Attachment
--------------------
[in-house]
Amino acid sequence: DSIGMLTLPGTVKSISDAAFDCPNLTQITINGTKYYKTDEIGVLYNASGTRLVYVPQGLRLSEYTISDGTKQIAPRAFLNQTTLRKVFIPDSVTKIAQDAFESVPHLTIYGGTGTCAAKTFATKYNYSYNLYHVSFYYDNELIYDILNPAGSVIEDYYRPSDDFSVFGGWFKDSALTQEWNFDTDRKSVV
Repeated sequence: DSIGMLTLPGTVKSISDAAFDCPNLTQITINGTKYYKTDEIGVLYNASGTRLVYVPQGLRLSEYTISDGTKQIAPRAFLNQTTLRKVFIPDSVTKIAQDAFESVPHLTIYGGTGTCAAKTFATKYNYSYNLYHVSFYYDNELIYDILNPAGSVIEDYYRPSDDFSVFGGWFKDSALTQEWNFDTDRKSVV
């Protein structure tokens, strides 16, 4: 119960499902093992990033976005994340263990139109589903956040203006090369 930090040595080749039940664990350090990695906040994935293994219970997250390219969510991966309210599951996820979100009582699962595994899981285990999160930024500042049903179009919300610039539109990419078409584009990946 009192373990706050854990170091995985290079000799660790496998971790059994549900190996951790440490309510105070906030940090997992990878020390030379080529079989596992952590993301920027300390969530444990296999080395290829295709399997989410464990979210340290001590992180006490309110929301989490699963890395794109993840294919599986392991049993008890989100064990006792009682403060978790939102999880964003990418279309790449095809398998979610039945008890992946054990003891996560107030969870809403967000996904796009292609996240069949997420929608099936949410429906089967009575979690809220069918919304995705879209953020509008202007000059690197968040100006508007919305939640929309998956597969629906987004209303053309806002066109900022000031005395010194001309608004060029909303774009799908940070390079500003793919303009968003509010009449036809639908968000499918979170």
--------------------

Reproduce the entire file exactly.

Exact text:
[in-house]
Amino acid sequence: DSIGMLTLPGTVKSISDAAFDCPNLTQITINGTKYYKTDEIGVLYNASGTRLVYVPQGLRLSEYTISDGTKQIAPRAFLNQTTLRKVFIPDSVTKIAQDAFESVPHLTIYGGTGTCAAKTFATKYNYSYNLYHVSFYYDNELIYDILNPAGSVIEDYYRPSDDFSVFGGWFKDSALTQEWNFDTDRKSVV
Repeated sequence: DSIGMLTLPGTVKSISDAAFDCPNLTQITINGTKYYKTDEIGVLYNASGTRLVYVPQGLRLSEYTISDGTKQIAPRAFLNQTTLRKVFIPDSVTKIAQDAFESVPHLTIYGGTGTCAAKTFATKYNYSYNLYHVSFYYDNELIYDILNPAGSVIEDYYRPSDDFSVFGGWFKDSALTQEWNFDTDRKSVV
């Protein structure tokens, strides 16, 4: 119960499902093992990033976005994340263990139109589903956040203006090369 930090040595080749039940664990350090990695906040994935293994219970997250390219969510991966309210599951996820979100009582699962595994899981285990999160930024500042049903179009919300610039539109990419078409584009990946 009192373990706050854990170091995985290079000799660790496998971790059994549900190996951790440490309510105070906030940090997992990878020390030379080529079989596992952590993301920027300390969530444990296999080395290829295709399997989410464990979210340290001590992180006490309110929301989490699963890395794109993840294919599986392991049993008890989100064990006792009682403060978790939102999880964003990418279309790449095809398998979610039945008890992946054990003891996560107030969870809403967000996904796009292609996240069949997420929608099936949410429906089967009575979690809220069918919304995705879209953020509008202007000059690197968040100006508007919305939640929309998956597969629906987004209303053309806002066109900022000031005395010194001309608004060029909303774009799908940070390079500003793919303009968003509010009449036809639908968000499918979170």